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The 33-year-old had a cornea transplant in her right eye in January after a three-year wait.
Claire said: “Christmas is going to be so amazing. I won’t have to sit right next to my children and be right on top of them to see.
“I am so grateful to my donor. People feel funny about donating their eyes but it is the gift of sight and makes such a difference.”
Claire was born with Avellino corneal dystrophy, a genetic condition which means her sight gets progressively worse.
As her vision clouded she became increasingly isolated. She struggled to recognise people, read their expressions or navigate unfamiliar spaces.
When visiting the park with her daughters – nine-year-old Arabella and Feyra, six – she could not sit and watch them play like other mums.
In 2019, doctors said Claire needed a cornea transplant. It was scheduled for last December but her hopes were dashed when the operation was cancelled.
She said: “Going Christmas shopping last year just broke me. I was in tears at one point.
“It doesn’t matter how accommodating shops try to be for visually impaired people, it’s just not enough. Trying to see the price of things, to find things – it was a nightmare.
“Even online shopping I’d have to take photos and zoom in to see the details. It was not enjoyable at all.”
Claire finally had her transplant in January at Kidderminster Hospital, where doctors removed her damaged cornea and replaced it with healthy donor tissue.
Afterwards she felt emotional and vulnerable but as the swelling resided, Claire realised she could see individual lights rather than a blur.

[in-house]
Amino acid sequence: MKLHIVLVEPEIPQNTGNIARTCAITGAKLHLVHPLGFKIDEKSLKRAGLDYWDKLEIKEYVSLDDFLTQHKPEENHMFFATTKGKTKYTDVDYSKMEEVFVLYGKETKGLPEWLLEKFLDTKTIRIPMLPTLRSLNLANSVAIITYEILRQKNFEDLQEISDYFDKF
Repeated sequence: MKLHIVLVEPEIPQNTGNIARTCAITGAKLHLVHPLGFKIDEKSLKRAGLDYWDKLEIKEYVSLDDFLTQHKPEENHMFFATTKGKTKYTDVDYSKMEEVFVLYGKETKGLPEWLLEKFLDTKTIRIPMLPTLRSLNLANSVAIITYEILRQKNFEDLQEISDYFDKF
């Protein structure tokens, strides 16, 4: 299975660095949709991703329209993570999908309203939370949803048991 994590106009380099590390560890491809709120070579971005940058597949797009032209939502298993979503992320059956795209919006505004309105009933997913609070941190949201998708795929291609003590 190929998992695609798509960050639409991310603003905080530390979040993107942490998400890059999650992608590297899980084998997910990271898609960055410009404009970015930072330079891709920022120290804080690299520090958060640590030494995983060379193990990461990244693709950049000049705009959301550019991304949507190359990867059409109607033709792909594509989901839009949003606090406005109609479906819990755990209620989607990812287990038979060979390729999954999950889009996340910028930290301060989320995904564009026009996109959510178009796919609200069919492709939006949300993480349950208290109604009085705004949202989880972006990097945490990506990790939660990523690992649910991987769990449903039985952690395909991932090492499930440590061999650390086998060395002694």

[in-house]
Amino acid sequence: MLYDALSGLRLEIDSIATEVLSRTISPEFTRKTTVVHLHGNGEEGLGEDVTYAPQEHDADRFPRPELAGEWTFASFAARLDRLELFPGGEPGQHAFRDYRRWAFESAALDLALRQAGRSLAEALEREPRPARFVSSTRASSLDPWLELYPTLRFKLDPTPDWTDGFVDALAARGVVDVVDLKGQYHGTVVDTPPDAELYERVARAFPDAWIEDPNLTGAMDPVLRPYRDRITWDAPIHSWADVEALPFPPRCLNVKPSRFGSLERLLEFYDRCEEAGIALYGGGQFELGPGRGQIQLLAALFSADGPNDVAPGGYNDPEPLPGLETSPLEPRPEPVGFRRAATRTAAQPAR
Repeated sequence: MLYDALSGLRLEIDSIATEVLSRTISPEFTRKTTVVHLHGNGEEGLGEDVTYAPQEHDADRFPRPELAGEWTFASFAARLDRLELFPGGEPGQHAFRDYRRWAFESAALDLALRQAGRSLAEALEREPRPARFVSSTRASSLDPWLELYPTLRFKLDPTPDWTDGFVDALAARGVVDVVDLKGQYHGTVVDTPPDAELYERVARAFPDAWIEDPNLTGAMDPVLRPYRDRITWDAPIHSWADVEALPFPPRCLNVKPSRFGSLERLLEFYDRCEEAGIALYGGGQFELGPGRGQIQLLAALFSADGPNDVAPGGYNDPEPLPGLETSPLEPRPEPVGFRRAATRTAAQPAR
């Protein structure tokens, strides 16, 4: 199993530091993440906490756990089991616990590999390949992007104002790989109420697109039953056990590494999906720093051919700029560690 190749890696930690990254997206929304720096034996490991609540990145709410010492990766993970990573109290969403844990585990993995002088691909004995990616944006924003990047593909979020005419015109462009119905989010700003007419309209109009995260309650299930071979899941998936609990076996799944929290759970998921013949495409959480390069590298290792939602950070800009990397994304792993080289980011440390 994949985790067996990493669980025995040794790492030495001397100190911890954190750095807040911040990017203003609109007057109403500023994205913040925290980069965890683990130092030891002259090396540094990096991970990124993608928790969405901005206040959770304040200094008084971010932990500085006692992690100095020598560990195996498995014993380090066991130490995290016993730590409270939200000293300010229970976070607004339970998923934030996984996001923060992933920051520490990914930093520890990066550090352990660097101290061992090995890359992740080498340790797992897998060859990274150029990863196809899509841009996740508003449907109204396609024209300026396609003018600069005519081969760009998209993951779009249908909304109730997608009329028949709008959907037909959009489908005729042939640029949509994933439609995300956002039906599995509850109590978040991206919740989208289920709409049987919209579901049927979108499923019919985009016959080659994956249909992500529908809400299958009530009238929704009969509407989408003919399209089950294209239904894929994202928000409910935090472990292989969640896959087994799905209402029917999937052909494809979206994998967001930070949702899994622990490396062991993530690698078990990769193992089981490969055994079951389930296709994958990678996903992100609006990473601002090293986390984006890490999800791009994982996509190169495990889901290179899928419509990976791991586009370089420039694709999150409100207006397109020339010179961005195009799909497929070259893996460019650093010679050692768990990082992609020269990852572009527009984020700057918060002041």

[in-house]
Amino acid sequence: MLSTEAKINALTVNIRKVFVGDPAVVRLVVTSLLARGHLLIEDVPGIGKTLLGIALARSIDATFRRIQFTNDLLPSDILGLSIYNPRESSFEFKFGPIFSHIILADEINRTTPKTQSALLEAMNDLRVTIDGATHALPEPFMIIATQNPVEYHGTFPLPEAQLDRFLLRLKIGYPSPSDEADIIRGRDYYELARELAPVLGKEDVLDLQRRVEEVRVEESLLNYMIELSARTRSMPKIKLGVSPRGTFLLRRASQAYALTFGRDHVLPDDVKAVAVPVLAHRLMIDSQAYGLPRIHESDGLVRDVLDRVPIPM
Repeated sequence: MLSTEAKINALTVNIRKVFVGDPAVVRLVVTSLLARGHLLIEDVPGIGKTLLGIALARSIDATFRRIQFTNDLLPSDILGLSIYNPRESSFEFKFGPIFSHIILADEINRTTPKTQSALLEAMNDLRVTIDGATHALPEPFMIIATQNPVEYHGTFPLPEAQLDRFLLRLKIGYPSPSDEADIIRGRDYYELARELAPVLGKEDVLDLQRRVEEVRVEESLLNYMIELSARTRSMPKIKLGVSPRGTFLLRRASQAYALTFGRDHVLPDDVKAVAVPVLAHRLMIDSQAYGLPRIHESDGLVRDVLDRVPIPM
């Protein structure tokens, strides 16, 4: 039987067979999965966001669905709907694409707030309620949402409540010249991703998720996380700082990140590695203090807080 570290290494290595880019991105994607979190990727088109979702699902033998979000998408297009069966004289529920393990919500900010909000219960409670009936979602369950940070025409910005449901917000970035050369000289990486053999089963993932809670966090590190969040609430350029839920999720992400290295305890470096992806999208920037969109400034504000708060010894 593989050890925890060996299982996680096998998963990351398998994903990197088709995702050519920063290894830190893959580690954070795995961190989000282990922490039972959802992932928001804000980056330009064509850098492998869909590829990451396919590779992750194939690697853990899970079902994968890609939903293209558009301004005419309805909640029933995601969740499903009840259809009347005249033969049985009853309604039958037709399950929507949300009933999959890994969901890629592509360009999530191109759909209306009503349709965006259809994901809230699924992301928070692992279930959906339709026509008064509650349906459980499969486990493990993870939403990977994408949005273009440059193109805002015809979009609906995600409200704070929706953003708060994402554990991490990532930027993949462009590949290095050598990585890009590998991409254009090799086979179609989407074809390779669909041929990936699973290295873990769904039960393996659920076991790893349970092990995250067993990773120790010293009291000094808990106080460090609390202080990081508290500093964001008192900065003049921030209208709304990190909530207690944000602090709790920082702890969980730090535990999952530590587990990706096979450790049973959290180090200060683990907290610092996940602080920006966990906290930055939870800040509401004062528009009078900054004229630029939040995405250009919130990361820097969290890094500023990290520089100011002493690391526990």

She said: “By the next morning I could open my eyes slightly and see the back fence of my garden, which I had never been able to see. I cried.
“My husband said: ‘Are you going to cry at everything new you see?’ I said: ‘Yes I am!’
“Even my children looked different. That was insane.”
Claire is looking forward to a big family Christmas with her daughters and husband Warren. Instead of visiting the same Santa’s Grotto they go to every year, they plan to check out a new attraction near their home in Worcester.
Life had been like “constantly living in a really thick fog” before the transplant, Claire said. The vision in her left eye is also poor and she may need another in future.
Two million people in the UK are living with significant sight loss and every day 100 people start to lose their vision.
But there is a shortage of corneas for transplant. One in ten people who join the NHS Organ Donation Register choose not to donate their corneas.
There were 218 corneas in NHS Blood and Transplant’s eye bank as of early December, well below the target of 350.
Claire urged more people to register. She said: “I think eyesight is so precious that people don’t want to part with it even in death.
“There needs to be more awareness of how important it is. I don’t think people realise that it’s not just elderly people who have problems with their eyes.”
For more information, click here or call 0300 123 23 23.
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